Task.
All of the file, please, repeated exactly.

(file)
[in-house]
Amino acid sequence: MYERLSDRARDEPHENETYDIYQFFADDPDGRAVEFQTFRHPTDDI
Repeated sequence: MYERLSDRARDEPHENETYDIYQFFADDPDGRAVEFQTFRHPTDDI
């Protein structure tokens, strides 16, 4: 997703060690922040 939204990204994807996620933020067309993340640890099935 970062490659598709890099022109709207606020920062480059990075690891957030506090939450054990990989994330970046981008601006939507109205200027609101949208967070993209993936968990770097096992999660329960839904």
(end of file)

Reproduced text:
[in-house]
Amino acid sequence: MYERLSDRARDEPHENETYDIYQFFADDPDGRAVEFQTFRHPTDDI
Repeated sequence: MYERLSDRARDEPHENETYDIYQFFADDPDGRAVEFQTFRHPTDDI
């Protein structure tokens, strides 16, 4: 997703060690922040 939204990204994807996620933020067309993340640890099935 970062490659598709890099022109709207606020920062480059990075690891957030506090939450054990990989994330970046981008601006939507109205200027609101949208967070993209993936968990770097096992999660329960839904």